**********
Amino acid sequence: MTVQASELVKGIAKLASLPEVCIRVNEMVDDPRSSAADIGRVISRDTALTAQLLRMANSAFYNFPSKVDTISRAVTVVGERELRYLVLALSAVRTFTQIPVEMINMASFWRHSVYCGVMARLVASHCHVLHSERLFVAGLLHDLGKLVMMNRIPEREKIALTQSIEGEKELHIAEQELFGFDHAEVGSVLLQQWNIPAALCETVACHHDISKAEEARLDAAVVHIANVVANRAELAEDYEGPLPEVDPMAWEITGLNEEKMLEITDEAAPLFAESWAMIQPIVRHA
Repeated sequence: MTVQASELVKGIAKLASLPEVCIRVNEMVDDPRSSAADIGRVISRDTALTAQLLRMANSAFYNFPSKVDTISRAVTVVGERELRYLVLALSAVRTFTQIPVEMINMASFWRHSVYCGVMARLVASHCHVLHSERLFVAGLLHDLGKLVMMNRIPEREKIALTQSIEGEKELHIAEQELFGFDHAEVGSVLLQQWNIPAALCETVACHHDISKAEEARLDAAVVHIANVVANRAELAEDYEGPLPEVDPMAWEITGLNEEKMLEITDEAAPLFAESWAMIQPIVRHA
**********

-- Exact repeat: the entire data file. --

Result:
Amino acid sequence: MTVQASELVKGIAKLASLPEVCIRVNEMVDDPRSSAADIGRVISRDTALTAQLLRMANSAFYNFPSKVDTISRAVTVVGERELRYLVLALSAVRTFTQIPVEMINMASFWRHSVYCGVMARLVASHCHVLHSERLFVAGLLHDLGKLVMMNRIPEREKIALTQSIEGEKELHIAEQELFGFDHAEVGSVLLQQWNIPAALCETVACHHDISKAEEARLDAAVVHIANVVANRAELAEDYEGPLPEVDPMAWEITGLNEEKMLEITDEAAPLFAESWAMIQPIVRHA
Repeated sequence: MTVQASELVKGIAKLASLPEVCIRVNEMVDDPRSSAADIGRVISRDTALTAQLLRMANSAFYNFPSKVDTISRAVTVVGERELRYLVLALSAVRTFTQIPVEMINMASFWRHSVYCGVMARLVASHCHVLHSERLFVAGLLHDLGKLVMMNRIPEREKIALTQSIEGEKELHIAEQELFGFDHAEVGSVLLQQWNIPAALCETVACHHDISKAEEARLDAAVVHIANVVANRAELAEDYEGPLPEVDPMAWEITGLNEEKMLEITDEAAPLFAESWAMIQPIVRHA